bunrab: (me)

So when we last met, I had mentioned that I was going to attempt to read one of the volumes in Daniel Abraham's current series; two chapters of that disabused me of the notion. It's definitely complicated enough that one would have to start at the beginning. And given the size of each volume - fatter than the volumes of Game of Thrones, for comparison - it would be far more than I want to take on at this time. So back it went to the library, unfinished.

lengthy book stuff )

Now under way: another Patricia Briggs, but this time a series I haven't read before, or even noticed existed before, which appears to include dragons, maybe - at the moment, at the beginning of the book, the dragons appear to be extinct. So that will be the next one I report on.

Also read a graphic novel that sort of counts as fantasy: Beasts of Burden Volume: Animal Rites - cute, not terribly deep, but the dog characters and the cat are sort of cool.

Other things: took the euphonium to a Browningsville rehearsal and played it for about half the time, and there were moments when I didn't make a fool of myself. And saw "A Million Ways to Die in the West" with Larry, speaking of the West, and Seth MacFarlane's West is probably almost as fantastical as the books above, and from the first couple of measures of the score during the opening credits I was laughing, and I think I enjoyed it so much because so much of the humor was audio in one way or another, which is what I was paying attention to rather than the gross and tasteless poop jokes. From the snippets of Copland in the score, to "Mila Kunis" by way of "People die at the fair" and not forgetting the uncredited cameo by Bill Maher, I laughed a lot. I'll probably buy the soundtrack album.
bunrab: (me)


As I described in the previous post, trying to read 5 fantasy books by June 21. Well, I don't really have to try hard; I read enough that I'll have far more than 5 by then. The part that's a challenge for me is remembering to blog about them, and then writing a post that actually says something more than "I read this."

So today's book is Brazen by Kelley Armstrong. It's the newest entry in a werewolf-and-vampire series, a minor entry in several senses of the word, and a disappointing one. Its purpose is apparently to convince us that there's more to a particular minor character than there appears to be, and I didn't find it convincing.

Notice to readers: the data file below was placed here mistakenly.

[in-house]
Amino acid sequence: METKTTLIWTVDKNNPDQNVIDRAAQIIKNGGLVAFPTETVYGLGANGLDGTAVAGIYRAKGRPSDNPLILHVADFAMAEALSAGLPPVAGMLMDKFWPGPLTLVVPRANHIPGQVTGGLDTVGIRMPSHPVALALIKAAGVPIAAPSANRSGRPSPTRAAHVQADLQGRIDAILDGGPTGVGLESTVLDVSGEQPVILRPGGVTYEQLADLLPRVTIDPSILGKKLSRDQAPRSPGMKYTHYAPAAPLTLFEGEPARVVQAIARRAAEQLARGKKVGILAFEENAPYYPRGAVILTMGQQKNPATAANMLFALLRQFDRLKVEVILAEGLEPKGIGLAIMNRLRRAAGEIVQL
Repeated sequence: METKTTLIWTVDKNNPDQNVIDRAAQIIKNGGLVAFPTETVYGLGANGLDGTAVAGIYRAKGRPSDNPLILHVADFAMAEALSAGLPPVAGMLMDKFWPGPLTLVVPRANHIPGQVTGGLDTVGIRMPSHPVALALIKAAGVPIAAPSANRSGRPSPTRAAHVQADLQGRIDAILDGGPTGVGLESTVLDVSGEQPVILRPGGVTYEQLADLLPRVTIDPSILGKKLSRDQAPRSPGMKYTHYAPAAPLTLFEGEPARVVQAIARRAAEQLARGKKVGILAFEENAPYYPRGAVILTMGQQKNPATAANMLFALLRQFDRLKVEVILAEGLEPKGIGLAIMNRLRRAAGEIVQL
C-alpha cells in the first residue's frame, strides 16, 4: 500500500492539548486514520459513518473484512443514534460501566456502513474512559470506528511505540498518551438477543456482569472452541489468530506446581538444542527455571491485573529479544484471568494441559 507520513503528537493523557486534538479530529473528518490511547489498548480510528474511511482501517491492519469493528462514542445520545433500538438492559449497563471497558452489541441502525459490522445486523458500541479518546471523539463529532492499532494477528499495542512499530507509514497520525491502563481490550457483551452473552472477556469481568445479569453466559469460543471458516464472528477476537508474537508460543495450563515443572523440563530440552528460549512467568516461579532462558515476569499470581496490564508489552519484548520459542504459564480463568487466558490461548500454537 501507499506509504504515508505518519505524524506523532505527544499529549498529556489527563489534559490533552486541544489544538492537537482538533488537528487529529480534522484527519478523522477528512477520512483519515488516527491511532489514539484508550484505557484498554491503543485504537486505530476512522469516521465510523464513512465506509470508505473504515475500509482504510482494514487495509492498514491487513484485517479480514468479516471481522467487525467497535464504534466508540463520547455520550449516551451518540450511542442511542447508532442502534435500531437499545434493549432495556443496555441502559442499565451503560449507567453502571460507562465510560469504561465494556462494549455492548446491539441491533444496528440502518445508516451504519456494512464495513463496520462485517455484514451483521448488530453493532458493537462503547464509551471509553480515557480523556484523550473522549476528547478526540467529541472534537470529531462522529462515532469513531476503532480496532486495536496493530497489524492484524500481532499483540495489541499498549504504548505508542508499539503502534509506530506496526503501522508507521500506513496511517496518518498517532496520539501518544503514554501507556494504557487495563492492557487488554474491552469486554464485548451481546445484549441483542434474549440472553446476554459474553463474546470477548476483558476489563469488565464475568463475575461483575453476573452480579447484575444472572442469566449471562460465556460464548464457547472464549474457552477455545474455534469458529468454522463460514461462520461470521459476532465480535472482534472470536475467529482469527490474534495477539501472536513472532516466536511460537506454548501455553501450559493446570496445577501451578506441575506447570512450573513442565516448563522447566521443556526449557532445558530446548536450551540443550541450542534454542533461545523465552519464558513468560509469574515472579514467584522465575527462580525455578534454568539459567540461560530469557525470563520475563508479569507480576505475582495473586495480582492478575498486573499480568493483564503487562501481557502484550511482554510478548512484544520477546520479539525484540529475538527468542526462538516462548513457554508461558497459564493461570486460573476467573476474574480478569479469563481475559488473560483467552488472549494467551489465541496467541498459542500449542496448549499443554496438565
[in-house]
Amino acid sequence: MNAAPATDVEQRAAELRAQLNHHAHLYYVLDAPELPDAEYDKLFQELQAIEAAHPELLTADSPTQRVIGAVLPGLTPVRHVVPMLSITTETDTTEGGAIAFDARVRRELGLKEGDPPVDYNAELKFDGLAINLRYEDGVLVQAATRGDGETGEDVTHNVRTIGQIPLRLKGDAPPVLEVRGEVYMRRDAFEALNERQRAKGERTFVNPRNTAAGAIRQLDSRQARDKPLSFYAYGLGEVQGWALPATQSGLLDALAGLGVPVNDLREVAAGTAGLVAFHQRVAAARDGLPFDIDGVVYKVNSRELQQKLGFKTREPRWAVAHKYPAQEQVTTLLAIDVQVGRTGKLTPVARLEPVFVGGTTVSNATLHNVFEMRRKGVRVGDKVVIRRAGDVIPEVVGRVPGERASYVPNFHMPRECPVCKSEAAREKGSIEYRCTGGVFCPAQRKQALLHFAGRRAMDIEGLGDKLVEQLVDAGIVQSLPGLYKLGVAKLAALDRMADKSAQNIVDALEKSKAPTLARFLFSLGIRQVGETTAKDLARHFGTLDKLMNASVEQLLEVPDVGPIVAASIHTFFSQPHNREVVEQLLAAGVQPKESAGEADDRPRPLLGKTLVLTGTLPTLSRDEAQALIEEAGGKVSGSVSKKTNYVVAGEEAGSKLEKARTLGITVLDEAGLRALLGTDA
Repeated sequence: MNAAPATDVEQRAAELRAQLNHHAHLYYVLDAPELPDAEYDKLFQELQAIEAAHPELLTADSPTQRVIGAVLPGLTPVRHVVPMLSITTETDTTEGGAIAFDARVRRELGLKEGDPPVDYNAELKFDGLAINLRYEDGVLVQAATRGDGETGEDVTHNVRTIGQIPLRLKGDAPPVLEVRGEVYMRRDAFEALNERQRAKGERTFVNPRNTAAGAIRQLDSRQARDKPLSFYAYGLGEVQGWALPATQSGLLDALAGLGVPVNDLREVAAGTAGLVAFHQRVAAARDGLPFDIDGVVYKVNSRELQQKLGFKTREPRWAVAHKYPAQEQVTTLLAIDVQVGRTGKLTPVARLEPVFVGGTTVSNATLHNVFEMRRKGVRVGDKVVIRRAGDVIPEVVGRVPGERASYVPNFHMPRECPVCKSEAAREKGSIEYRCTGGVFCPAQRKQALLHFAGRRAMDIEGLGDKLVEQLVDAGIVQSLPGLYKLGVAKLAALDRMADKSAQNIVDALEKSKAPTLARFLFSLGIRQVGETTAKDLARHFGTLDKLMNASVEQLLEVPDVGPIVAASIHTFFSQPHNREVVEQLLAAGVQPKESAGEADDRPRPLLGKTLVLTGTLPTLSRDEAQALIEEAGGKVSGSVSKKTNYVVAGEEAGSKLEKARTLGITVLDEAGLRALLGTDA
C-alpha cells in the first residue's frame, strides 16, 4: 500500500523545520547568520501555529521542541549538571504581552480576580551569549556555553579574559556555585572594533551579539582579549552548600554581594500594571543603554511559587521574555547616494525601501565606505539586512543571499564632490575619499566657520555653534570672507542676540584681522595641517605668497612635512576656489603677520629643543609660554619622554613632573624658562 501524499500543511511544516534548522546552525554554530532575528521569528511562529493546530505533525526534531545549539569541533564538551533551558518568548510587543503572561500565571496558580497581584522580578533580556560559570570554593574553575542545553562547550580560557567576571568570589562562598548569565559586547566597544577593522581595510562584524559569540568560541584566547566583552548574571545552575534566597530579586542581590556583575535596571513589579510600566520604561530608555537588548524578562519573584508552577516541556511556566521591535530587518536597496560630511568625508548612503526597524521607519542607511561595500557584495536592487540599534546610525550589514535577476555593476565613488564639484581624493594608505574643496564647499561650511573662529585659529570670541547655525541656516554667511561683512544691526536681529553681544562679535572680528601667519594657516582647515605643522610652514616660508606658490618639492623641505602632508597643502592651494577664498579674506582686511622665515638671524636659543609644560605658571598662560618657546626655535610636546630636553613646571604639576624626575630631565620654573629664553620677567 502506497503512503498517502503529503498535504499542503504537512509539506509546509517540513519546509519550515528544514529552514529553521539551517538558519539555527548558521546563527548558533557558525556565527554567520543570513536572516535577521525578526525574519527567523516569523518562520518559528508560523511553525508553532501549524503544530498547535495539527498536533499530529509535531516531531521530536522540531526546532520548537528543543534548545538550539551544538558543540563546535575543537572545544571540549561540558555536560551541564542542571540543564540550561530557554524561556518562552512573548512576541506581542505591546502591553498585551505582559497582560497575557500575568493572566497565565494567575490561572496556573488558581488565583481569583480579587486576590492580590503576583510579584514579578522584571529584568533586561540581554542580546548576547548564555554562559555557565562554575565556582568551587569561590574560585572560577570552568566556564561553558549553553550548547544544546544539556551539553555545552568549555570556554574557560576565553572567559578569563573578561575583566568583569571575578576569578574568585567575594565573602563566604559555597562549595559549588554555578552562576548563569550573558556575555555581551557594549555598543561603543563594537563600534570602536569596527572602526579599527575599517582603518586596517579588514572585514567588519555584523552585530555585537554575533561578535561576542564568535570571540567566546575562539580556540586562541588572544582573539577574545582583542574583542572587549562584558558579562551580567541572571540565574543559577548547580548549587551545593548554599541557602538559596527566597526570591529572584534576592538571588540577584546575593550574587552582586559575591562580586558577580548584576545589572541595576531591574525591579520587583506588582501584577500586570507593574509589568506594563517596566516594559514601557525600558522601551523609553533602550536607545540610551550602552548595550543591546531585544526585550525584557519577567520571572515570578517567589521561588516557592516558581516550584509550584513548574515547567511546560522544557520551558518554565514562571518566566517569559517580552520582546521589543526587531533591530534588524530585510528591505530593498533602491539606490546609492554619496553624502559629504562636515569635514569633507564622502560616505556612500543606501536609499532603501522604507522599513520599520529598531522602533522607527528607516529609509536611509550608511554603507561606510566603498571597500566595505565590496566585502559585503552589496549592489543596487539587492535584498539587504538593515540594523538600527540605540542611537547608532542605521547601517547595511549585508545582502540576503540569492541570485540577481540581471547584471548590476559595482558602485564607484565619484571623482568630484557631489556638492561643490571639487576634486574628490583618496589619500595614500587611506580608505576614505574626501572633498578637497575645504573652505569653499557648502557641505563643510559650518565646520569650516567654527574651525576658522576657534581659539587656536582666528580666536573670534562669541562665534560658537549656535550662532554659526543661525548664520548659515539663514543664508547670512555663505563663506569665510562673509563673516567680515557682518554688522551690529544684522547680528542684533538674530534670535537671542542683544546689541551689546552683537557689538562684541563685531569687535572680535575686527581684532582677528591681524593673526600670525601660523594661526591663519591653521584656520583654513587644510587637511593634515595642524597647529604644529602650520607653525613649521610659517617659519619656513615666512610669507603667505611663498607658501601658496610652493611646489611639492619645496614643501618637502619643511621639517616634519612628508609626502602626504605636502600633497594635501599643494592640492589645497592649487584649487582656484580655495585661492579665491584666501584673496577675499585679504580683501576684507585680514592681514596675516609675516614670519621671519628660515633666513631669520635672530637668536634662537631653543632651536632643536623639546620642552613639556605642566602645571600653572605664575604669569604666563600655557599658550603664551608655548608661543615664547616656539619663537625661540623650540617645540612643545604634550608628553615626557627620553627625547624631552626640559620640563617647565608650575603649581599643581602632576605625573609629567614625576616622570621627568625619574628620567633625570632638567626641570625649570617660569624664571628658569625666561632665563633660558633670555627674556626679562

First off, it's barely novelette length - there's not much story here, not even for the short length of the book. What brings the price of the book up to that of others in the series is supposed to be the illustrations - a whopping three of them, on glossy page inserts, none of them necessary and none of them at all useful in furthering the story nor in clarifying anything from the text. So, if you were to pay the list price of the hardcover (I got it from the library; I don't buy hardcovers any more), you'd be paying for a longish short story in which nothing gets resolved, with three glossy black-white-and-red illustrations with no action in them.

Spoiler alert )

If you're following Armstrong's series, there's no real need to read this, I don't guess, and if it doesn't make it to your library, you can nonetheless read the next one without having lost any major threads in the series arc.
Other recent reading )

Now tackling a much more substantial volume: Daniel Abrahams. It's apparently the third in a series - new on the library shelves; I often start series in the middle and then decide whether it's worth going back and reading from the beginning. I liked Abrahams' Long Price Quartet, mostly, so this has promise. Stay tuned.
bunrab: (me)

I just found out about this from [livejournal.com profile] avanta7, and though it started March 21, I believe I can read 5 fantasy books and blog about them by June 21. Um, I'm sure I can read them. It's the remembering to blog that's a challenge. So,


And here's the first book, which I happen to have just finished:
Moon Called (Mercy Thompson #1)
by Patricia Briggs
The start of a werewolf-and-vampire series I hadn't read before, by an author I hadn't read before. I read 2 of the series by accident last week, out of order, and decided they were good enough to go start the series from the beginning. Although I refer to it as a werewolf-and-vampire series, one of the things that makes it different is that our protagonist is a shapeshifter coyote, as far as she knows the only remaining one of her kind, which means that for supernatural company she's reduced to hanging out with werewolves. The story is told in first person singular, normally not my favorite voice, but Mercy's (short for Mercedes) voice is quite good, natural sounding, and has lots of humor, so that it works.
In reading this one, I see the first roots being laid down for the plot in the later ones I read out of order, and when I reread them in order, they'll have more depth because I will have the background.

I know, I know, werewolves, what a cliche by now, right? Does it help any if I remind everybody that I've been reading vampire fantasy since long before the current fad? That I started reading Chelsea Quinn Yarbro's St. Germain series when she first started writing it, in the 70's? That I read Tanya Huff's Henry Fitzroy books long before anybody made them into a wretched TV series? (And speaking of TV series, I've never seen True Blood, so I have no idea of how much worse than the Sookie Stackhouse books it might be.)

Nonetheless, cliche or not, and the fact that I've been reading vampire stuff for 4 decades now or not, there was enough in this series that isn't common to all the books in the genre, that I am finding it well worth my time.

Stay tuned for book 2!

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